So far, neither group has been known to penetrate classified networks. Either these breaches are kept secret, or these particular Russian government departments -- or contract teams working for various intelligence services -- specialize in gathering less sensitive information, not to hurt the Western adversaries but to know them better. The Democrats’ opposition research on Trump is not exactly dynamite -- it’s stuff a good journalist could dig up in open sources. It’s easy, however, to imagine top Russian intelligence officials, or President Vladimir Putin himself, listening to a report on the juiciest tidbits of that research and chuckling to themselves. The Kremlin must have stocked up on popcorn as soon as the first “Bear” penetrated the DNC: Entertainment was coming. The current U.S. election campaign is a fairground wrestling match in which Moscow is rooting for Trump just for the instability he can bring. No wonder more than one intelligence service wants a ringside seat.

What doesn’t make sense is that an organization such as the DNC is giving away free tickets. Both APT 28 and APT 29 use so-called spear-fishing to infiltrate networks. They send out e-mails disguised as work-related or coming from trusted colleagues, and they wait for a careless staffer to click a link or open an attachment in these messages. At the DNC, that happened at least twice, meaning its staffers have not been adequately trained in the basics of cyberdefense. They should have been: It’s a no-brainer that foreign intelligence services -- Russian, Chinese, North Korean, perhaps even European because of the sheer entertainment value of the current election -- would come snooping.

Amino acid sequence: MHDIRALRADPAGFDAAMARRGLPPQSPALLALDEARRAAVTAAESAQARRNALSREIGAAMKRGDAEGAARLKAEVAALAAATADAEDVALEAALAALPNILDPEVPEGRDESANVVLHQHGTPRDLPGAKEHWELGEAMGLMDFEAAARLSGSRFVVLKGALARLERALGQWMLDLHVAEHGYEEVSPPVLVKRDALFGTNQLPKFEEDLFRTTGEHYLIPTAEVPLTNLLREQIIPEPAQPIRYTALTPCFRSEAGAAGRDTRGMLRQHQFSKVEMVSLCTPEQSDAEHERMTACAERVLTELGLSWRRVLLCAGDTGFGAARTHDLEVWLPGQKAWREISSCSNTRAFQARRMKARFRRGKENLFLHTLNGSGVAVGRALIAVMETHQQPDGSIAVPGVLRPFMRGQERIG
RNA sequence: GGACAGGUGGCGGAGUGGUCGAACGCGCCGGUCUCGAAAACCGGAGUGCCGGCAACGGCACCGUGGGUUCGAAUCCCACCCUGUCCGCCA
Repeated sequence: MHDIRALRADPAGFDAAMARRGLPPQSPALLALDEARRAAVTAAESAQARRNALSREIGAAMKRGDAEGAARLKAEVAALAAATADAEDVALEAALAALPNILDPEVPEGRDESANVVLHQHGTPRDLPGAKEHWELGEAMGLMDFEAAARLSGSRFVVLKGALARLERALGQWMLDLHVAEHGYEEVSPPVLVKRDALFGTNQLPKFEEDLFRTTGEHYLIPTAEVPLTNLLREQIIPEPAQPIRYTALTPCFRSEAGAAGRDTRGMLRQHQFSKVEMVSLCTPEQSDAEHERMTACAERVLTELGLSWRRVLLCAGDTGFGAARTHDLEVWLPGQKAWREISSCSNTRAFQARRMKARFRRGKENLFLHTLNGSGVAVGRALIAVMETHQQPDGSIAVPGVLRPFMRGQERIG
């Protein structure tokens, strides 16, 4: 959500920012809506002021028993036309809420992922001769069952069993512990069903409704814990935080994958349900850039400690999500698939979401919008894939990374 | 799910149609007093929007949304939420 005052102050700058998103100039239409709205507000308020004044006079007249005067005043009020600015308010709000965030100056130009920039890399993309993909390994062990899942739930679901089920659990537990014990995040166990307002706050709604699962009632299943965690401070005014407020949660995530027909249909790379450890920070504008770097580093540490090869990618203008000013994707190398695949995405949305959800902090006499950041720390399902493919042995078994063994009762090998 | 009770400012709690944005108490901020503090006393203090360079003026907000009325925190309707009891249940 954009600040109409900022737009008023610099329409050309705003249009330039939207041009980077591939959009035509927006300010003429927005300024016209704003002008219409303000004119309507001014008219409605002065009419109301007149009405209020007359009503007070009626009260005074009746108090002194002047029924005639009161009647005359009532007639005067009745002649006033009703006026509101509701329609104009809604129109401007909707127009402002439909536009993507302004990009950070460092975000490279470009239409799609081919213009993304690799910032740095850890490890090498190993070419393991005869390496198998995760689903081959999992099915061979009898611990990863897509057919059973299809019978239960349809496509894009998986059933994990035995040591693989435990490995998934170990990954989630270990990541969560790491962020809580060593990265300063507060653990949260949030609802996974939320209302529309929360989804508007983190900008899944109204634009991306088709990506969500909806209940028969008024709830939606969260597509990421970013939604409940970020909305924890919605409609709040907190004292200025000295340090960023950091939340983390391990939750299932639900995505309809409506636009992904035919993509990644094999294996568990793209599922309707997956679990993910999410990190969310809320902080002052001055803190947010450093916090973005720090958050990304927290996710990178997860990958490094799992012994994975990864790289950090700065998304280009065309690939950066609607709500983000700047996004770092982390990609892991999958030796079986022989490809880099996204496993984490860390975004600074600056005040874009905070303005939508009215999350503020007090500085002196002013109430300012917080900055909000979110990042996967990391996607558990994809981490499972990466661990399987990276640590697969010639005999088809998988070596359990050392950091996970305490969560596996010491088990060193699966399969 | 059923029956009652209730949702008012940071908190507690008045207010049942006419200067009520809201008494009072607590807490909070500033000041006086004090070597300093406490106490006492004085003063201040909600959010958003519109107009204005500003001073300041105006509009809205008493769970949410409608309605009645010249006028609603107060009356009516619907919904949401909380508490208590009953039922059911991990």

After the breaches took place, the hackers stuck around for months without the network administrators noticing anything. As a civilian organization, the DNC may not have the defenses of a military or government department to rely on, but it has resources at its disposal; between January 2015 and the end of April 2016, its operating expenditures reached $74.6 million. If it could afford to call in CrowdStrike when its information technology team finally realized something was amiss, then it could have afforded to arm itself better to begin with. 

Clinton’s defensive responses to accusations of e-mail improprieties indicate she doesn’t quite realize why using a private server run from her home was not particularly safe for a secretary of state. Apparently, the lack of understanding runs deep in Clinton’s party. Cybersecurity shouldn’t be an afterthought in politics or in government. The theft of some Trump-related files is not the worst possible result of negligence. It may well be that APT 28 and APT 29 are just decoys, teasing Western nations with hints of Russian cyberpower. After years of their successful operation, it’s time to get serious about protecting sensitive data.

This column does not necessarily reflect the opinion of the editorial board or Bloomberg LP and its owners.

    To contact the author of this story:
    Leonid Bershidsky at lbershidsky@bloomberg.net